Constitutional Challenge to FERC
The Federal Energy Regulatory Commission (“FERC”) has become a demonstrably biased agency that has become a partner with, rather than a regulator of, the pipeline companies it purports to oversee. In addition, FERC is misusing legal loopholes and ignoring court orders to advance gas infrastructure projects while preventing the public from exercising their rights to judicial review or fair public participation in the process. License for FERC’s abuse of power and blatant bias is provided by the agency’s funding mechanism which makes it an agency funded 100% by the industry it regulates, and is advanced by the revolving employee door that exists between FERC and its regulated community.
FERC is in need of reform.
There are two pathways to this reform being advanced by the Delaware Riverkeeper Network:
1) is getting an independent investigation into the agency by the Federal Energy Regulatory Commission
2) is a legal action brought by the Delaware Riverkeeper Network challenging FERC's decisionmaking and funding as a violation of the Fifth Amendment of the U.S. Constitution.
Examples of the many problems with FERC and how it operates include, but are not limited to:
I. The funding mechanism which results in the Federal Energy Regulatory Commission being 100% funded by the industry it regulates has resulted in blatant bias in favor of pipeline companies and against the public. For example, FERC has approved 100% of the pipeline project proposals that it has reviewed. Such an approval rate cannot be found at any other independent federal agency.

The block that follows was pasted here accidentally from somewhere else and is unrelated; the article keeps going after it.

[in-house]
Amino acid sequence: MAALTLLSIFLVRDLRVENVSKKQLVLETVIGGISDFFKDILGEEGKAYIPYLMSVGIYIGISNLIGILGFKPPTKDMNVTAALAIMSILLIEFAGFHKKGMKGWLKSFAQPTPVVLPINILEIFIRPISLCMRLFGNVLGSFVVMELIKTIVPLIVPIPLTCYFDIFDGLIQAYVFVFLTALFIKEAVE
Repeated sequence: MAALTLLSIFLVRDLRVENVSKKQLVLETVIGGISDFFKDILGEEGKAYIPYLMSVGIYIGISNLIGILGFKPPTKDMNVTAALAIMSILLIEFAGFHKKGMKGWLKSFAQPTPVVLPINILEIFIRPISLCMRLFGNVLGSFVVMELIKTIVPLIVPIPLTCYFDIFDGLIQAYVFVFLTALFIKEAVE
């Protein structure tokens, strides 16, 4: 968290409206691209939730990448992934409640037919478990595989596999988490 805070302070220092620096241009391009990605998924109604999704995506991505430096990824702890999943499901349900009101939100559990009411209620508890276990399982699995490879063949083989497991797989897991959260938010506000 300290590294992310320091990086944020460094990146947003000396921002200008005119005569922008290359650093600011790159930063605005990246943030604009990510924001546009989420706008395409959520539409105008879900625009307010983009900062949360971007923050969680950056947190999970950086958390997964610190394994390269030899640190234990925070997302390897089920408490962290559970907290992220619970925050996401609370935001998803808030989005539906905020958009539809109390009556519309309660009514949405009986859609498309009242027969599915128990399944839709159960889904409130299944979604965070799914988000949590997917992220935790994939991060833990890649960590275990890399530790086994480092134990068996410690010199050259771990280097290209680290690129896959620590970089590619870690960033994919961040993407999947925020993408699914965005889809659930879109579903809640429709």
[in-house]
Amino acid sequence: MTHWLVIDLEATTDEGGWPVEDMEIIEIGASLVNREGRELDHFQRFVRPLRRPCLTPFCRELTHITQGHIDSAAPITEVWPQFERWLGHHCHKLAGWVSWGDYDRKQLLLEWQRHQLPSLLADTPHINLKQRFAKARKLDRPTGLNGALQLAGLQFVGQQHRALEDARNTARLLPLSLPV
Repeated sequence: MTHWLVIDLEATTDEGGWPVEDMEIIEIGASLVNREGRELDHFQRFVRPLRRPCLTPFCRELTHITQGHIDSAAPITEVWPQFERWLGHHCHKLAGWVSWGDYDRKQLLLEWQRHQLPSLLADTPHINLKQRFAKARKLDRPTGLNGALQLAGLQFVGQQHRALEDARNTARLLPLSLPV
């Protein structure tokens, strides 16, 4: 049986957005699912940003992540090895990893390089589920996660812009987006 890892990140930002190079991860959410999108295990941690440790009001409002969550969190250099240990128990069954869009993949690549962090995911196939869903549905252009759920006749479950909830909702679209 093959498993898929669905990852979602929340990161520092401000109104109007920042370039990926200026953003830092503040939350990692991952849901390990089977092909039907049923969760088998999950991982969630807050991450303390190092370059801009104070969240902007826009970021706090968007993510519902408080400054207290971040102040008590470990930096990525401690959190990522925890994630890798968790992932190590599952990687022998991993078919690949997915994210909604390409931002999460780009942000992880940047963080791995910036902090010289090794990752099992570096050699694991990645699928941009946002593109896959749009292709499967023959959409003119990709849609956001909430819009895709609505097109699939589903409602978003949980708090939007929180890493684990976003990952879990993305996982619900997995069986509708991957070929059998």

II. The revolving door between employment with FERC and the industry it regulates contributes to agency bias in the project review and certification process, the unjustifiably high approval rate of proposed projects, and the lack of oversight and enforcement for FERC approved pipeline projects.
III. FERC abuses of law that deny the public their legal rights:
a) use of “tolling orders” to allow projects to advance while denying citizens the ability to initiate an appeal in court;
b) granting permission for pipeline companies to begin construction activity prior to the company securing all necessary permits and approvals;
c) continued use of segmentation and the failure to undertake cumulative impact environmental reviews in clear violation of the National Environmental Policy Act (“NEPA”), and in disregard of a July 2014 court order and opinion from the D.C. Circuit;
d) failure to comply with the requirements of NEPA, and instead using subjective judgment to pre-determine the level of environmental review for proposed projects.
IV. Allowing the taking of public and private land via eminent domain for projects that are for private benefit as opposed to a public purpose.